Merck Suspends Lobbying for Vaccine
By LINDA A. JOHNSON
The Associated Press
Wednesday, February 21, 2007; 7:52 AM
TRENTON, N.J. -- Pediatricians, gynecologists and even health insurers
all call Gardasil, the first vaccine to prevent cervical cancer, a big
But medical groups, politicians and parents began rebelling after
disclosure of a behind-the-scenes lobbying campaign by Gardasil's
maker, Merck & Co., to get state legislatures to require 11- and
12-year-old girls to get the three-dose vaccine as a requirement for
Some parents' groups and doctors particularly objected because the
vaccine protects against a sexually transmitted disease, human
papilloma virus, which causes cervical cancer. Vaccines mandated for
school attendance usually are for diseases easily spread through
casual contact, such as measles and mumps.
Bowing to pressure, Merck said Tuesday that it is immediately
suspending its controversial campaign, which it had funded through a
"Our goal is about cervical cancer prevention, and we want to
reach as many females as possible with Gardasil," Dr. Richard M.
Haupt, Merck's medical director for vaccines, told The Associated
"We're concerned that our role in supporting school requirements
is a distraction from that goal, and as such have suspended our
lobbying efforts," Haupt said, adding the company will continue
providing information about the vaccine if requested by government
Whitehouse Station-based Merck launched Gardasil, the first vaccine to
prevent cervical cancer, in June. It protects against the two virus
strains that cause 70 percent of cervical cancer and two strains that
cause most genital warts.
Sales totaled $235 million through the end of 2006, according to
Last month, the AP reported that Merck was channeling money for its
state-mandate campaign through Women in Government, an advocacy group
made up of female state legislators across the country.
Conservative groups opposed the campaign, saying it would encourage
premarital sex, and parents' rights groups said it interfered with
their control over their children.
Even two of the prominent medical groups that supported broad use of
the vaccine, the American Academy of Pediatricians and the American
Academy of Family Practitioners, questioned Merck's timing, Haupt said
"They, along with some other folks in the public health
community, believe there needs to be more time," he said, to
ensure government funding for the vaccine for uninsured girls is in
place and that families and government officials have enough
information about it.
Legislatures in roughly 20 states have introduced measures that would
mandate girls have the vaccine to attend school, but none has passed
so far. However, Texas Gov. Rick Perry on Feb. 2 issued an executive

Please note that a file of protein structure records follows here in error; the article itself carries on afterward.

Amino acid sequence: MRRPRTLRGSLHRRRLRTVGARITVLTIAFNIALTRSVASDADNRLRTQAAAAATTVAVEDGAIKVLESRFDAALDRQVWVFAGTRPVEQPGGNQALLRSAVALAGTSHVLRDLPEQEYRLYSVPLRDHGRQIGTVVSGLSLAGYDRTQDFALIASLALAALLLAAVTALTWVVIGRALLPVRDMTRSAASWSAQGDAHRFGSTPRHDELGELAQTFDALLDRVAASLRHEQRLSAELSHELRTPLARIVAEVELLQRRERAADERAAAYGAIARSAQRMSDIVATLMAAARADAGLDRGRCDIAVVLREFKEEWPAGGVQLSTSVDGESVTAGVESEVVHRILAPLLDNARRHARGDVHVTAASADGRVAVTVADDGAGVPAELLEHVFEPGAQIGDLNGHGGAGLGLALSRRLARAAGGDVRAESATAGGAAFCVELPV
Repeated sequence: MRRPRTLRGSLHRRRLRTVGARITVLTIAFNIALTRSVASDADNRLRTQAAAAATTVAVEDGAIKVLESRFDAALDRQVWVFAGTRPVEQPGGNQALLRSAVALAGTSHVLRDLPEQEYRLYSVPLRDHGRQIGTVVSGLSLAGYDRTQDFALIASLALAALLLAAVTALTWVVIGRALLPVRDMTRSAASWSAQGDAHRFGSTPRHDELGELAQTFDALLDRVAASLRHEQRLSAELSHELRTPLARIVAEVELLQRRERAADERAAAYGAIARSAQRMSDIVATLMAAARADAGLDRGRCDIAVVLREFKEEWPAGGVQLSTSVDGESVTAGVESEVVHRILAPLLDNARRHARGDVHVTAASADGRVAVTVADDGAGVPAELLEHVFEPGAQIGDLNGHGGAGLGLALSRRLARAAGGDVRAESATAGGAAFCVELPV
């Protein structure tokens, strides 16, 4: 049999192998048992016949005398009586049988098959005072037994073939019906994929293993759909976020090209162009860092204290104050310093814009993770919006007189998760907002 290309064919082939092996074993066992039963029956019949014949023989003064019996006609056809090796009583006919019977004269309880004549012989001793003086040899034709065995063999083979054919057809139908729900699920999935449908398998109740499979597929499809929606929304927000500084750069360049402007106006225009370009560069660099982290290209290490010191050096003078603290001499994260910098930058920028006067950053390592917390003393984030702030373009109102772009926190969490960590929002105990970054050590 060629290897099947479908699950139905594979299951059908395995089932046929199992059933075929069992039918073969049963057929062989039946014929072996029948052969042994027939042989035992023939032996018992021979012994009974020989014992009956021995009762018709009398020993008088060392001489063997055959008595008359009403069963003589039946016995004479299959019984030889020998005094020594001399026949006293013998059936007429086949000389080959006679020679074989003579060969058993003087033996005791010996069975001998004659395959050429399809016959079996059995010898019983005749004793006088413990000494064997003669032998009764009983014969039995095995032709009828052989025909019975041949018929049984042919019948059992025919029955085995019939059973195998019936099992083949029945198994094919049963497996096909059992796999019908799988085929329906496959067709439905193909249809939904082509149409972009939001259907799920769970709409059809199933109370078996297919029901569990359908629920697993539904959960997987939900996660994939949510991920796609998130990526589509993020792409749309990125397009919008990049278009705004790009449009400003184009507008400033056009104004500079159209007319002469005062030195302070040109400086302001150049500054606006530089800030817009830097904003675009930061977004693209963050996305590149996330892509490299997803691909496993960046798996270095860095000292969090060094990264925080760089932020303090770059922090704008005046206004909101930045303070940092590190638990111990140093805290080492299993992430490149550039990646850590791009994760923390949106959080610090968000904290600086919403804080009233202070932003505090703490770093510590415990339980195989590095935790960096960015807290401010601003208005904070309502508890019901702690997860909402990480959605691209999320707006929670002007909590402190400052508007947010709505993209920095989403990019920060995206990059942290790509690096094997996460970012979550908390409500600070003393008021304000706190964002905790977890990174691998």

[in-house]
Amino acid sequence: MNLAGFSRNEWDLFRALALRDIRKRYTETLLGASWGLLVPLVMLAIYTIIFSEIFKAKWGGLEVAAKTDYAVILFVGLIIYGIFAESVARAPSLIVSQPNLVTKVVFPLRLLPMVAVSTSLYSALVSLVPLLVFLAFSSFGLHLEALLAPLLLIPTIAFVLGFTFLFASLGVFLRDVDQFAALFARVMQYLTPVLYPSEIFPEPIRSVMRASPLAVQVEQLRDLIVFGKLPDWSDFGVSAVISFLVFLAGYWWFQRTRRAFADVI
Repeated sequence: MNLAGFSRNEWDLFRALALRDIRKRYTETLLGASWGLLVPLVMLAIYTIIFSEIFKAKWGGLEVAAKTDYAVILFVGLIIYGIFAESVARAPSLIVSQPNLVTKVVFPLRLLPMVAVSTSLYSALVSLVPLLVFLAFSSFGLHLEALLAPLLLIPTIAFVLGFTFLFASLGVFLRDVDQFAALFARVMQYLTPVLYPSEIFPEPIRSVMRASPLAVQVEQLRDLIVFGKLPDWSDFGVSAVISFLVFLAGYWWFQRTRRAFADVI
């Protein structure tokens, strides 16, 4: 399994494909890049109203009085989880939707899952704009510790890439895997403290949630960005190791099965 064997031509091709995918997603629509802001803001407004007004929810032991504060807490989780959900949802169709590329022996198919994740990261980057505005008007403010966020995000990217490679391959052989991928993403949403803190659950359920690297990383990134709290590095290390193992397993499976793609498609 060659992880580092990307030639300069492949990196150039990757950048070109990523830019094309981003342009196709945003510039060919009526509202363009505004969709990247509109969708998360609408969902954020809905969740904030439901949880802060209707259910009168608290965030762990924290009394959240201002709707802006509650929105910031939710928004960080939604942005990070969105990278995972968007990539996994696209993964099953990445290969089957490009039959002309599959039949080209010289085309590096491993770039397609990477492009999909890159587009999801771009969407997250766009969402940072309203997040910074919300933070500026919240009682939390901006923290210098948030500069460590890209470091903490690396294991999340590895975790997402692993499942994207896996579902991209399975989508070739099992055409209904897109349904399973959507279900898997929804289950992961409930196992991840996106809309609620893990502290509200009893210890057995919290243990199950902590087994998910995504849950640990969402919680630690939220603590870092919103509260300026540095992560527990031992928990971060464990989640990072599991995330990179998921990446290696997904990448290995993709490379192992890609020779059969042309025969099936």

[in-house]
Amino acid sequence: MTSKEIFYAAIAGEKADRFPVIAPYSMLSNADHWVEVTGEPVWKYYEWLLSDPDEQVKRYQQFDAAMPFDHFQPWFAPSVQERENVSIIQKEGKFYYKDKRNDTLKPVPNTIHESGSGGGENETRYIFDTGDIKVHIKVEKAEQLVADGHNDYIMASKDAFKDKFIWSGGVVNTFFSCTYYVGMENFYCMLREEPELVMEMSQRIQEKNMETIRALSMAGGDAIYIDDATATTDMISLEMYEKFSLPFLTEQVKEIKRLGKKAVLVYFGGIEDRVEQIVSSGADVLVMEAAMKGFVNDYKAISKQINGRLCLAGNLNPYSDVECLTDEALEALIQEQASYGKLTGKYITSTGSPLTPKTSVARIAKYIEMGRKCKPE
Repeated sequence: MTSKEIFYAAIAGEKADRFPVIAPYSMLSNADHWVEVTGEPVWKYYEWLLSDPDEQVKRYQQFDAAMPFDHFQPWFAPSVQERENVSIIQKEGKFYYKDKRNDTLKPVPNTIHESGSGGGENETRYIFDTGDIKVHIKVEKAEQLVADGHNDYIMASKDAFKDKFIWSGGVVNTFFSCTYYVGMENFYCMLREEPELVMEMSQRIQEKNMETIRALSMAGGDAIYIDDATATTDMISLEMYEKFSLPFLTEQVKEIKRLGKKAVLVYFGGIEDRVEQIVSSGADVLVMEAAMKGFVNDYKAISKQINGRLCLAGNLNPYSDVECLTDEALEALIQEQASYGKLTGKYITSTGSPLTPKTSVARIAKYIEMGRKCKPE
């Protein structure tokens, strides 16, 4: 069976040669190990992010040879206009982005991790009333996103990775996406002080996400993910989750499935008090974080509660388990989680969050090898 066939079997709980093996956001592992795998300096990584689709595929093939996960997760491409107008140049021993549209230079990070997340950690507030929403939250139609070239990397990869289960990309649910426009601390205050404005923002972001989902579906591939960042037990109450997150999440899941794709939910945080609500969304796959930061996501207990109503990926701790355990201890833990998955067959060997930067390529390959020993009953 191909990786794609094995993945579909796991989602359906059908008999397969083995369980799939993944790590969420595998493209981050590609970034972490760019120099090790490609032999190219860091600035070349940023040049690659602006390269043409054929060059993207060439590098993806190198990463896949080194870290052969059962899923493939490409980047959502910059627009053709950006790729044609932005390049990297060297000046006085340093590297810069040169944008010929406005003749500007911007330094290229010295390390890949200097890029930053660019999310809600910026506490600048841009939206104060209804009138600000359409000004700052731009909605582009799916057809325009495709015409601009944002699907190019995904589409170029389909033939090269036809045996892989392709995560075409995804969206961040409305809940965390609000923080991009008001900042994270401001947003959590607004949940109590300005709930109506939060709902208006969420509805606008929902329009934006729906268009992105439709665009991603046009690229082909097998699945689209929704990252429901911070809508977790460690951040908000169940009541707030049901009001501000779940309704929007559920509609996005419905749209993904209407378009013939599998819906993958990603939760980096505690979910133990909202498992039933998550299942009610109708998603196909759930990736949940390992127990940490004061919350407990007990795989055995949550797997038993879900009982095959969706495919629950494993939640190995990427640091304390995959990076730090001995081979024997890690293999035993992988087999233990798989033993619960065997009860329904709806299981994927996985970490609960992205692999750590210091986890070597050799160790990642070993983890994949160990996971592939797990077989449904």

order requiring Texas girls entering the sixth grade as of 2008 get
the vaccinations, triggering protests from lawmakers in that state.
Parents there could opt out for their daughters if they state
religious or philosophical objections, but several Texas lawmakers
want to have parents opt in instead of opting out.
Perry defended his order Tuesday, a day after lawmakers in Austin held
a lengthy hearing on the issue but failed to act on a bill to override
Dr. Anne Francis, who chairs an American Academy of Pediatrics
committee that advocates for better insurer reimbursement on vaccines,
called Merck's change of heart "a good move for the
"I believe that their timing was a little bit premature,"
she said, "so soon after (Gardasil's) release, before we have a
picture of whether there are going to be any untoward side
Given that the country has been "burned" by some drugs whose
serious side effects emerged only after they were in wide use,
including Merck's withdrawn painkiller Vioxx, Francis said, it would
be better to wait awhile before mandating Gardasil usage.
She said she also was concerned about requiring a vaccine for a
disease that is not communicable and so does not have a big public
health impact. While doctors expect Gardasil to have a huge effect in
poor countries where women do not get Pap smears, in this country
those tests limit the incidence of cervical cancer to about 9,710 new
cases and 3,700 deaths each year.
The National Vaccine Information Center has been publicizing reports
of side effects _ mostly dizziness and fainting _ in several dozen
people getting Gardasil, which is approved for use in females ages 9
to 26. The center, a group of parents worried that vaccines harm some
children, questions whether the vaccine was tested in enough young
Officials with the Centers for Disease Control and Prevention,
however, say that reports of side effects through the end of January
don't raise any red flags.
The vaccine also is controversial because of its price _ $360 for the
three doses required over a six-month stretch. Because of that cost
and what pediatricians and gynecologists say is inadequate
reimbursement by insurers, many are choosing not to stock the vaccine
or requiring surcharges to administer it, increasing the cost for many
families and making the vaccine hard to come by.
Merck shares fell 37 cents to $44.13 in after-hours trading
Tuesday after rising 22 cents to close at $44.50 on the New York Stock